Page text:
or Brahman sired calves (Table 3).
Observed dressing percent based on chilled carcass weight and
liveweight at the slaughter plant ranged from 60.4% for Angus steers
to 63.1% for the Brahman x Charolais steers. As anticipated, dres-
sing percent tended to be positively associated with carcass weight.
Heterosis levels for dressing percent were low, averaging 2.6% for
A-B, 0.9% for A-C, and 1.2% for C-B reciprocal crosses. None of these
levels were significant.
Ribeye area per 100 lb carcass weight. Total ribeye area (REA) is
associated with carcass weight. Therefore, to determine relative
meatinesss," the ribeye area data were adjusted for carcass weight.
Ribeye area per 100 lb carcass showed (P< 0.01) straightbred Angus
carcasses to be meatier (2.09 in2/100 lb [29.72 cm2/100 kg]) than
Brahman (1.96 in2/100 lb [27.87 cm2/100 kg]) and similar to Charo-
lais carcasses (2.03 in2!100 lb [28.87 cm2/100 kg]). The Angus had
some advantage for meatinesss" by virtue oflighter weight carcasses.
Significant differences (P< 0.01) existed among sire breeds. Charo-
lais carcasses ranked first in REA with 2.01 in2/100 lb (28.58 cm2/100
kg), followed by the Angus carcasses at 1.98 in2/100 lb (28.16 cm2/100
kg). Angus dams produced calves with the largest (P< 0.01) ribeye
area per unit of carcass weight for dam breeds. The Charolais x
Angus calves had larger (P< 0.01) relative ribeye area than the AC
calves, and the CB calves had a larger (P< 0.05) relative ribeye area
than the BC reciprocal calves (Table 3). No difference existed between
the A-B reciprocals. Heterosis levels for adjusted ribeye area were
negative and significant for the combined reciprocals, being -6.0%
(P< 0.01) for A-B, 4.3% (P< 0.05) for A-C, and 5.0% (P< 0.05) for
Fat over eye. This trait (FOE) is extremely important in modern
beef cattle production because of its positive relationship with car-
cass quality and yield grades. In this study, FOE ranged from a low of
0.18 in (0.46 cm) for Charolais steers to 0.42 in (1.07 cm) for BA
steers. Breed rankings in descending order for the purebreds, breed of
sire, and breed of dam classifications all were in the order of Angus,
Brahman, and Charolais. Interestingly, heterosis for FOE was posi-
tive for all breed crosses, amounting to 21.7%, 2.0%, and 9.6% respec-
tively for the A-B, A-C, and B-C reciprocal crosses. These values gen-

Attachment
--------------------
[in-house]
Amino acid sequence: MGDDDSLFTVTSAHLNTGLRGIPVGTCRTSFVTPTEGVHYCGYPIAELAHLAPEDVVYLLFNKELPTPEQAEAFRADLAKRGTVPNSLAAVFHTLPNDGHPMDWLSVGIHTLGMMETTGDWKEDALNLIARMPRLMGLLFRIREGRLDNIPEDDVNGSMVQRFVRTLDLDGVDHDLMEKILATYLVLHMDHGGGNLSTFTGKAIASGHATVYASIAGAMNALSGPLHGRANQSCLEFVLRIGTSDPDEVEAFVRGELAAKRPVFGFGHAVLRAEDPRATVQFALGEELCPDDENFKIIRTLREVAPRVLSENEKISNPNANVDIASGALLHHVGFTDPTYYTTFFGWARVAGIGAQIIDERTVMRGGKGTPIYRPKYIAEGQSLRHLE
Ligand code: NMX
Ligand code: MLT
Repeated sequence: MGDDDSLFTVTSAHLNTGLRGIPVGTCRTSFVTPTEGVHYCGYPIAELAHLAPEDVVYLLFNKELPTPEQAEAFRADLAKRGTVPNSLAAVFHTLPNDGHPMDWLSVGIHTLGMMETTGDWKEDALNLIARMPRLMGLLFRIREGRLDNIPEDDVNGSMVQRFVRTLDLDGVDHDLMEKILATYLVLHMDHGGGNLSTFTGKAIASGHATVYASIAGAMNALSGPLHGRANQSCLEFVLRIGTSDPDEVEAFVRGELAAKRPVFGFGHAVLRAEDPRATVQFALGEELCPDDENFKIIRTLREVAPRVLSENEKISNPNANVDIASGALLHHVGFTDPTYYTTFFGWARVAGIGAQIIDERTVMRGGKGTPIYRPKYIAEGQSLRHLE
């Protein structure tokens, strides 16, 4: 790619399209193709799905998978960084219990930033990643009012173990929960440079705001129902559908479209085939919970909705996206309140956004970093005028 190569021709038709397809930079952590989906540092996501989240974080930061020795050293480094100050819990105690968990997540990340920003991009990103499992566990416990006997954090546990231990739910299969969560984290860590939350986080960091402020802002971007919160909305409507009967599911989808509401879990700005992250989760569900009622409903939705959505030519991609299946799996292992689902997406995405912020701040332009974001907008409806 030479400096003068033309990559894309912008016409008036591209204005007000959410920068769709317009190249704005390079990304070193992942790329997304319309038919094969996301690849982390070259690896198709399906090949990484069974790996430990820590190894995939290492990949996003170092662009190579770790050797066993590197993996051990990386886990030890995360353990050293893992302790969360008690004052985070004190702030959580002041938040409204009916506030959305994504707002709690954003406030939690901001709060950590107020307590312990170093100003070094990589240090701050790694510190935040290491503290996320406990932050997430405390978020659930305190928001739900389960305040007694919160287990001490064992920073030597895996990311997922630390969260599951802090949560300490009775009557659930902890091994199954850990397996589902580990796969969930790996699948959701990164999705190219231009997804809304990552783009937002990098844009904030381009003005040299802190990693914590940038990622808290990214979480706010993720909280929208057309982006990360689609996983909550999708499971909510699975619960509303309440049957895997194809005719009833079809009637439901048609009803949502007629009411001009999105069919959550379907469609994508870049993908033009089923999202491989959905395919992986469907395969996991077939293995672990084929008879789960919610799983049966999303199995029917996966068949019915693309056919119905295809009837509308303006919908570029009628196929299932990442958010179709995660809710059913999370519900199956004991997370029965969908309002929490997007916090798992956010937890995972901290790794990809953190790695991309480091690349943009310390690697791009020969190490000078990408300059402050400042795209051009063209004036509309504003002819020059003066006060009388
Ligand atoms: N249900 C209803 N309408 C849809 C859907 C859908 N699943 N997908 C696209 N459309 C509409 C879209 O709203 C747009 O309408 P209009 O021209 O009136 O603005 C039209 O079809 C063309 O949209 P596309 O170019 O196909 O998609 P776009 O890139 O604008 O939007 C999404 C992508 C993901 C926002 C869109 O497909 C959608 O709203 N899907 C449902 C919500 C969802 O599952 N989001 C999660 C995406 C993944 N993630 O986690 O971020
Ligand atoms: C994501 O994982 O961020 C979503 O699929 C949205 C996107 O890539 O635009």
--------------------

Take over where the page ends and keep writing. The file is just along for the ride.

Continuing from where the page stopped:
erally paralleled heterosis for the growth traits, reflecting an overall
superiority for performance in the crossbreds. Except for the influ-
ence of heterosis, genetic potential for growth tended to be negative-
ly associated with measurements of fatness.
Kidney, pelvic, and heart fat percent. The kidney, pelvic, and heart
(KPH) fat percent is one of the components used in estimating per-
cent yield. Significant (P< 0.01) differences were measured for breed
Table 3. Least squares mating group means and direct estimates of calf heterosis for growth traits and slaughter data.
Least squares means
Breed of Sire
Breed of Dam
Table 3. Continued.
Initial Daily Final
Weight Gain Weight
Intransit Dressing REA/100-lb
Shrink % Carcass
Heterosis in Units
AB + BA/2
AC + CA/2
BC + CB/2
Heterosis in %
Fi (AB) 16.9
Fi (AC) 4.7
Fi (BC) 9.1
tkg = x x 0.454
4cm2/100 kg = x 14.22
ttcm = x x 2.54
#tBreed designation: A= Angus, B=
Kidney, pelvic, and heart fat, %.
*Significantly different at P<0.05.
**Significantly different at P<0.01.
20.1 18.3 18.4 -6.5
5.9 5.4 5.5 -2.2
10.4 9.7 9.4 1.5
Brahman, C= Charolais. Breed of sire first letter.
of sire, breed of dam, and breed of sire x breed of dam interactions (Ta-
ble 2.) Straightbred Angus carcasses had a higher KPH fat % (P<
0.05) than Charolais, with Brahman being intermediate (Table 3).
Carcasses of steers sired by Charolais bulls had less KPH fat % than
carcasses of steers from Brahman (P< 0.01) and Angus (P< 0.05)
sires. Carcasses of steers from Charolais dams had a higher KPH fat
% (P< 0.01) than carcasses from Angus dams but were similar to car-
casses from Brahman dams. Brahman sires and Angus dams contrib-
uted more to KPH fat % than Charolais sires or dams, Brahman
dams, or Angus sires. The C-B reciprocals were the only F1 combina-
tions that showed a difference for KPH % (P< 0.01), being 3.26% for
BC and 2.76% for CB. Heterosis levels for KPH fat % among Fi com-
binations were 18.3% (P< 0.01) for A-B, 12.3% (P< 0.01) for A-C, and
14.2% (P< 0,01) for C-B.
Estimated yield. Differences in estimated yield of closely trimmed
boneless cuts were significant for all main effects (P< 0.01) and for
breed of sire x breed of dam interaction (P< 0.05). The values were
similar for straightbred Angus and Brahman carcasses (50.5% and
50.8%) with the Charolais carcasses being somewhat higher (52.3%).
Breed of sire effects were highly significant, with Charolais sires pro-
ducing carcasses with the highest yield (51.7%), followed by the An-
gus (50.7%) and Brahman (50.4%). Breed of dam effects (Table 3)
showed Charolais dams to be highest (51.4%), with Brahman dams
next (51.0%) and Angus dams lowest (50.4%). Research in Missouri
(Hedrick et al., 3) showed the Charolais to have a higher yield of re-
tail cuts than the Angus or Hereford.
Differences between AB-BA and CB-BC reciprocal combinations in